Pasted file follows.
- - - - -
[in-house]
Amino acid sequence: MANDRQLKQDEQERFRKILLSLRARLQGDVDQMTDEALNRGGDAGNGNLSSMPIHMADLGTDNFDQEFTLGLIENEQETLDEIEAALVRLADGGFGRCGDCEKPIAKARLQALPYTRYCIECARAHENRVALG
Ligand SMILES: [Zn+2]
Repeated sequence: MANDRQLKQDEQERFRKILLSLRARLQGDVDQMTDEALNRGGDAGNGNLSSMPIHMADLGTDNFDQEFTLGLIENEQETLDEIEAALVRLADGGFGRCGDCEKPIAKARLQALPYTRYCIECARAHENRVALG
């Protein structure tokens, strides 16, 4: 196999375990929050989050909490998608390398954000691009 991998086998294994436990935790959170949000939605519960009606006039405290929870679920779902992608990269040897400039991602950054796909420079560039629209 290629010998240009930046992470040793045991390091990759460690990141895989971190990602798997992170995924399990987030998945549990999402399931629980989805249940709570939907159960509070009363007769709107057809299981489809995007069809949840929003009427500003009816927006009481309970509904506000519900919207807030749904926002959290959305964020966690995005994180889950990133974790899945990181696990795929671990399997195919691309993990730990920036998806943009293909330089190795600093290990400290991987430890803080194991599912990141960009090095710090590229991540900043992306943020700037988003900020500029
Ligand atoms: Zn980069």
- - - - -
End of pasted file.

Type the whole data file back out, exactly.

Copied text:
[in-house]
Amino acid sequence: MANDRQLKQDEQERFRKILLSLRARLQGDVDQMTDEALNRGGDAGNGNLSSMPIHMADLGTDNFDQEFTLGLIENEQETLDEIEAALVRLADGGFGRCGDCEKPIAKARLQALPYTRYCIECARAHENRVALG
Ligand SMILES: [Zn+2]
Repeated sequence: MANDRQLKQDEQERFRKILLSLRARLQGDVDQMTDEALNRGGDAGNGNLSSMPIHMADLGTDNFDQEFTLGLIENEQETLDEIEAALVRLADGGFGRCGDCEKPIAKARLQALPYTRYCIECARAHENRVALG
């Protein structure tokens, strides 16, 4: 196999375990929050989050909490998608390398954000691009 991998086998294994436990935790959170949000939605519960009606006039405290929870679920779902992608990269040897400039991602950054796909420079560039629209 290629010998240009930046992470040793045991390091990759460690990141895989971190990602798997992170995924399990987030998945549990999402399931629980989805249940709570939907159960509070009363007769709107057809299981489809995007069809949840929003009427500003009816927006009481309970509904506000519900919207807030749904926002959290959305964020966690995005994180889950990133974790899945990181696990795929671990399997195919691309993990730990920036998806943009293909330089190795600093290990400290991987430890803080194991599912990141960009090095710090590229991540900043992306943020700037988003900020500029
Ligand atoms: Zn980069």